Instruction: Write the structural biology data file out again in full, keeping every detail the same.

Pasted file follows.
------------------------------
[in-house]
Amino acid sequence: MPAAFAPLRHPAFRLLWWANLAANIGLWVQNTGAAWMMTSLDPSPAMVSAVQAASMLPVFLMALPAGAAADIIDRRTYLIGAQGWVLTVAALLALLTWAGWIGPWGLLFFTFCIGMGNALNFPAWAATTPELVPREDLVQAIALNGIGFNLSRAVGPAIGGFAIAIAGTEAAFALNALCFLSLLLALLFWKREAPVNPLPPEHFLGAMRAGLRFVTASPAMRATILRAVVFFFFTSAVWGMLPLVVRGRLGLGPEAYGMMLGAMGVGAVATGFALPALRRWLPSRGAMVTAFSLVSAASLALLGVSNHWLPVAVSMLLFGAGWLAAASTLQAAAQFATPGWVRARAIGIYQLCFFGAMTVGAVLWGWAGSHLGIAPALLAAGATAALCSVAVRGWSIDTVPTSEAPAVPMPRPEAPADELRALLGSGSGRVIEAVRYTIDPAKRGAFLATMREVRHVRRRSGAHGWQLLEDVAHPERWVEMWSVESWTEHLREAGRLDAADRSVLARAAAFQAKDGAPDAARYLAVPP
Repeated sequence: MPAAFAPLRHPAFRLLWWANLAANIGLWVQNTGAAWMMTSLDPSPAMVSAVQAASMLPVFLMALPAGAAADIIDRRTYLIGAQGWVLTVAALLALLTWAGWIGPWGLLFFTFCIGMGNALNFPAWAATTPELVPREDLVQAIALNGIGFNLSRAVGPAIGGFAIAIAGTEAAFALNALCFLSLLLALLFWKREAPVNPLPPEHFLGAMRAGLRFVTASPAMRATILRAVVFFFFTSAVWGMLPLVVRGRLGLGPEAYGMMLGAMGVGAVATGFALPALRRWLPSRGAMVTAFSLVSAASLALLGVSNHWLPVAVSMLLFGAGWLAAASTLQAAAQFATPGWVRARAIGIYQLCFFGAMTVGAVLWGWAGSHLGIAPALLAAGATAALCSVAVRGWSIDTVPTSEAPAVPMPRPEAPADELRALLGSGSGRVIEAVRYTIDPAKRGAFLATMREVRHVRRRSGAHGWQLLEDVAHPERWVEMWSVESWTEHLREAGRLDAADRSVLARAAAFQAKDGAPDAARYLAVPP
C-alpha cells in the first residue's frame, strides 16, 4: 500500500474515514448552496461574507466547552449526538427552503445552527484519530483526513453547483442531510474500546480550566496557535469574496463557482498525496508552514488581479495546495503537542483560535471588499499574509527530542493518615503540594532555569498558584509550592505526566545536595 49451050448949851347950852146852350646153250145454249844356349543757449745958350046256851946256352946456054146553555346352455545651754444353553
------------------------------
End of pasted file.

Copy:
[in-house]
Amino acid sequence: MPAAFAPLRHPAFRLLWWANLAANIGLWVQNTGAAWMMTSLDPSPAMVSAVQAASMLPVFLMALPAGAAADIIDRRTYLIGAQGWVLTVAALLALLTWAGWIGPWGLLFFTFCIGMGNALNFPAWAATTPELVPREDLVQAIALNGIGFNLSRAVGPAIGGFAIAIAGTEAAFALNALCFLSLLLALLFWKREAPVNPLPPEHFLGAMRAGLRFVTASPAMRATILRAVVFFFFTSAVWGMLPLVVRGRLGLGPEAYGMMLGAMGVGAVATGFALPALRRWLPSRGAMVTAFSLVSAASLALLGVSNHWLPVAVSMLLFGAGWLAAASTLQAAAQFATPGWVRARAIGIYQLCFFGAMTVGAVLWGWAGSHLGIAPALLAAGATAALCSVAVRGWSIDTVPTSEAPAVPMPRPEAPADELRALLGSGSGRVIEAVRYTIDPAKRGAFLATMREVRHVRRRSGAHGWQLLEDVAHPERWVEMWSVESWTEHLREAGRLDAADRSVLARAAAFQAKDGAPDAARYLAVPP
Repeated sequence: MPAAFAPLRHPAFRLLWWANLAANIGLWVQNTGAAWMMTSLDPSPAMVSAVQAASMLPVFLMALPAGAAADIIDRRTYLIGAQGWVLTVAALLALLTWAGWIGPWGLLFFTFCIGMGNALNFPAWAATTPELVPREDLVQAIALNGIGFNLSRAVGPAIGGFAIAIAGTEAAFALNALCFLSLLLALLFWKREAPVNPLPPEHFLGAMRAGLRFVTASPAMRATILRAVVFFFFTSAVWGMLPLVVRGRLGLGPEAYGMMLGAMGVGAVATGFALPALRRWLPSRGAMVTAFSLVSAASLALLGVSNHWLPVAVSMLLFGAGWLAAASTLQAAAQFATPGWVRARAIGIYQLCFFGAMTVGAVLWGWAGSHLGIAPALLAAGATAALCSVAVRGWSIDTVPTSEAPAVPMPRPEAPADELRALLGSGSGRVIEAVRYTIDPAKRGAFLATMREVRHVRRRSGAHGWQLLEDVAHPERWVEMWSVESWTEHLREAGRLDAADRSVLARAAAFQAKDGAPDAARYLAVPP
C-alpha cells in the first residue's frame, strides 16, 4: 500500500474515514448552496461574507466547552449526538427552503445552527484519530483526513453547483442531510474500546480550566496557535469574496463557482498525496508552514488581479495546495503537542483560535471588499499574509527530542493518615503540594532555569498558584509550592505526566545536595 49451050448949851347950852146852350646153250145454249844356349543757449745958350046256851946256352946456054146553555346352455545651754444353553